The history of assessment of the Small and Middle Zhuses with Russia.
On September 8,1730, Abu'l Khayr, khan of the Small Horde, sent a letter to Empress Anna Ioannovna requesting to become her subject by asking for citizenship (poddanstvo).5 The letter, sent without the knowledge or support of the Kazakh people or the other leading sultans, was from one ruler to another, stating Abu'l Khayr's willingness to swear fealty to Anna Ioannovna; he sent it on to St. Petersburg where it was debated by the College of Foreign Affairs. In early 1731, Anna Ioannovna offered Abu'l Khayr the same terms of citizenship that had previously been accepted by the Bashkir and Volga Kalmyks, who had pledged themselves to serve the empress, accepted that Russia was to specify their hunting grounds, and promised to provide safe passage for Russian caravans and merchants. This sworn offer, dated March 26, 1731, was brought to Abu'l Khayr by Aleksander Ivanovich Tevkelev (Mirza Kutlu Muhammad, a Muslim who served as Tatar translator for the College of Foreign Affairs). The accepting oath was sworn by Abu'l Khayr, his sons (Nur Ali and Er Ali) and his deputies, on October 10, 1731. For Russia's part, the treaties with Abu'l Khayr and those with the khans of the Middle Horde (Semeke in 1732, Ablai in 1740) gave added security to the fortified line along the Irtysh River. This enabled the Russians to think seriously about expanding commerce in the area; they did not, however, view these treaties as providing for the annexation of the steppe. The Small and Middle hordes, though considered to be under Russian protection, were not a part of the empire; all maps from the late eighteenth century show the Russian border north of the Ural and Mias rivers just south of Orsk and Troitsk over Omsk and thence along the Irtysh River to the Altai mountains. Kazakh merchants in the markets of Orenburg, Orsk, and Troitsk were charged the same tariff as other foreign merchants.Tatishchev was particularly interested in expanding trade with the Kazakhs, and he had a market and trading post built on their side of the Ural River. In June 1738 Abu'l Khayr, with his sons, deputies, and allied sultans of the Small and Middle hordes, met with Tatishchev in Orenburg to renew their oath of loyalty to the empress and to promise safe passage to the Russian caravans.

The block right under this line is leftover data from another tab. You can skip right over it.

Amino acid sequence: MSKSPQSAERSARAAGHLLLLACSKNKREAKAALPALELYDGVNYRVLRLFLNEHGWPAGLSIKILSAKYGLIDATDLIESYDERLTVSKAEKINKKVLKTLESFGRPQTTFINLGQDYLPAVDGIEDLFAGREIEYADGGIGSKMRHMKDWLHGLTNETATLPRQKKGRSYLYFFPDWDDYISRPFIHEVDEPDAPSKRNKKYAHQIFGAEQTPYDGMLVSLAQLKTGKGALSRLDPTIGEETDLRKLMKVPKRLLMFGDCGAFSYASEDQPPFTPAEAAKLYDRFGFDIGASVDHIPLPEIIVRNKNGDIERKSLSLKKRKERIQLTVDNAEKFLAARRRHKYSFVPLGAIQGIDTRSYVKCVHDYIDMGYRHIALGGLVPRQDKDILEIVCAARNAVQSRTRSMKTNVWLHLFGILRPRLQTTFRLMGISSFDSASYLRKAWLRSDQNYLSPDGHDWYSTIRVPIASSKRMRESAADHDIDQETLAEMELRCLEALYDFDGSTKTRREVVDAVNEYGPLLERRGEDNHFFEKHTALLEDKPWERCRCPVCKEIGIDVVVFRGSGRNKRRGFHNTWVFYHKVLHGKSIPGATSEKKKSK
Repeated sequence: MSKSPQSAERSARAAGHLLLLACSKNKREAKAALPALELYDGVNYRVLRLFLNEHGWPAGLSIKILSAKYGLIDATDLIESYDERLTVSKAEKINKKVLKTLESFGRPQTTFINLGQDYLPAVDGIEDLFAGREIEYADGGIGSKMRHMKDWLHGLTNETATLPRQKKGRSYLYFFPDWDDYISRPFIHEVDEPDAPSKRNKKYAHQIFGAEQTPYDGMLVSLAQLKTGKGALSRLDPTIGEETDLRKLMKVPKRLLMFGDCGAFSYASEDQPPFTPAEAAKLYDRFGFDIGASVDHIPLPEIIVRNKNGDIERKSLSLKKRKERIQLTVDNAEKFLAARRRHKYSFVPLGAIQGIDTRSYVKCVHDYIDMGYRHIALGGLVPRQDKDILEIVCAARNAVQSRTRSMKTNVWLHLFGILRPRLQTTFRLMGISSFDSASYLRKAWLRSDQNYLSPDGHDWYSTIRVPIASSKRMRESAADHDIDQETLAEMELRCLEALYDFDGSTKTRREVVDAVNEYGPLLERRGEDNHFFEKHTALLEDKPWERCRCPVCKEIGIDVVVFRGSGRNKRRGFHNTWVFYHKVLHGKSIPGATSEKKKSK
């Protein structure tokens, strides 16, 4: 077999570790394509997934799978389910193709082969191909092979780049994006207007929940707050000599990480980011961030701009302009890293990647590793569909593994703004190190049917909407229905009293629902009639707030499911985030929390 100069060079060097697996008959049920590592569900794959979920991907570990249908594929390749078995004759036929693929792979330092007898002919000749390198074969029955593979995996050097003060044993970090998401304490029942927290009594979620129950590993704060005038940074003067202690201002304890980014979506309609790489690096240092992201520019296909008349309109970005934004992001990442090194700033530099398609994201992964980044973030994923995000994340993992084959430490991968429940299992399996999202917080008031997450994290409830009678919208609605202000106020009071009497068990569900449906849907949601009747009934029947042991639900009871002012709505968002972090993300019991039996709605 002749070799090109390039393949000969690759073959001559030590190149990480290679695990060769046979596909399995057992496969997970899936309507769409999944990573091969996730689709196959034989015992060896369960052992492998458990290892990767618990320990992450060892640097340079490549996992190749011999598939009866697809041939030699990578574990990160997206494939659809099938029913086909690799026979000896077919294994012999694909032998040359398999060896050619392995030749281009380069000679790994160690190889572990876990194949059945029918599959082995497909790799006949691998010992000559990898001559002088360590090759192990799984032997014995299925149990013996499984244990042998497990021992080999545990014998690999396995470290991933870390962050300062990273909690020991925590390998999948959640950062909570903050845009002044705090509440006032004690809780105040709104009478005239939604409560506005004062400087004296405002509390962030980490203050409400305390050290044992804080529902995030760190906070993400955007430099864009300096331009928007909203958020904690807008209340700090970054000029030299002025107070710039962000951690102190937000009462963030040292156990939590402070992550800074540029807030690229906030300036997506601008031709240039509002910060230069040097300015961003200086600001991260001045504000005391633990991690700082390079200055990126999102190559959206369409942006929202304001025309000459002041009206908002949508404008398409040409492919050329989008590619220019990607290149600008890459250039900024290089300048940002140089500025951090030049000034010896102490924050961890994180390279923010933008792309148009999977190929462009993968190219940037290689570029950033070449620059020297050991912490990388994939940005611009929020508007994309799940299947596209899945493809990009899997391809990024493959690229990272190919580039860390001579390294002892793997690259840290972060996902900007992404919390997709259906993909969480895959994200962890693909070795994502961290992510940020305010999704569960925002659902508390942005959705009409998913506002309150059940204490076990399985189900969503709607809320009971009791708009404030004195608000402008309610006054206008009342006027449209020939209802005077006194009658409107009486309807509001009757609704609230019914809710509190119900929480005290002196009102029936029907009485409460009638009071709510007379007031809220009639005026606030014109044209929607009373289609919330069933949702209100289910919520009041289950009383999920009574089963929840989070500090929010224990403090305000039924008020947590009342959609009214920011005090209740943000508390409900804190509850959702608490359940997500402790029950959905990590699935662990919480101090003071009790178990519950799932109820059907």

29. The history of assessment of the Great Zhuz with Russia.
The first stage of the expansion of Russia's control of Central Asia was the conquest or annexation of the Great Horde. In the 1730s, when the khans of the Small and Middle hordes swore their fealty to the Russian empress Anna Ioannovna, one part of the Great Horde joined the clans of Er Ali, Abu'l Khayr's son, and became Russian subjects. The majority of the Great Horde, however, remained under the control of the Jungar state. When the Jungar empire was defeated in 1756, vast new pastures were opened up for these Kazakhs who were now under Chinese rule. One group migrated to Jungaria; another remained in the Tashkent area and adopted a semisedentary life-style, some of them joining the agricultural Karakalpak population. This second group became subjects of Kokand when the troops of Alim Khan captured Tashkent in 1808. A third group camped in the eastern Semirech'e region, and quickly established their independence from China. By the first part of the nineteenth century this third group, ruled by Sultan Suiuk (son of Ablai), found itself forced to choose between two powerful, expansionist states, Russia and Kokand. Suiuk decided that rule by Kokand was the greater evil and so in 1818 swore his loyalty to Russia. This brought an additional 55,000 Kazakhs under Russian rule. The Russians were quick to build on this advantage; in 1820 the governor general of western Siberia sent a military detachment of 120 cossacks to the territory of the Great Horde to secure the trade routes and to gain Russian control over the area without force. In 1824 an additional 50,000 Kazakhs accepted Russian administration. The population was ruled in accordance with the 1822 reforms but was released from the yasak (annual tribute). By 1826 the Russians controlled the entire Karatai region as well. Further expansion among the Great Horde was stalled by the threat of Kenisary Qasimov. It was not until June 1846 that a new okrug of western Siberia was created in the region just north of Lake Zaisan. In 1847 the Russians consolidated their hold over the Kopalsk region when all of the Kazakhs migrating between the Lepsi and Ili rivers, an additional 40,000 families, accepted Russian administration. This resulted in the formation of a council on January 10, 1848, to administrate the Great Horde; in 1854 this territory was made part of the newly created Semipalatinsk guberniia.31 The Russians also consolidated their hold over the Kazakhs of the Middle and Small hordes by building a series of military outposts throughout the steppe; Kokpekty was built in 1820, Kokchetav and Karkaralinsk in 1824, and Baian-Aul in 1826. Fort Aleksandrovsk was constructed in 1834 on the Mangyshlak Peninsula and a new military line was established between the Emba and Ui rivers. During this same period Khiva, under the rule of Khan Muhammad Rahim (reigned 1806-1825), was expanding northward into the Syr Darya and Aral Sea regions.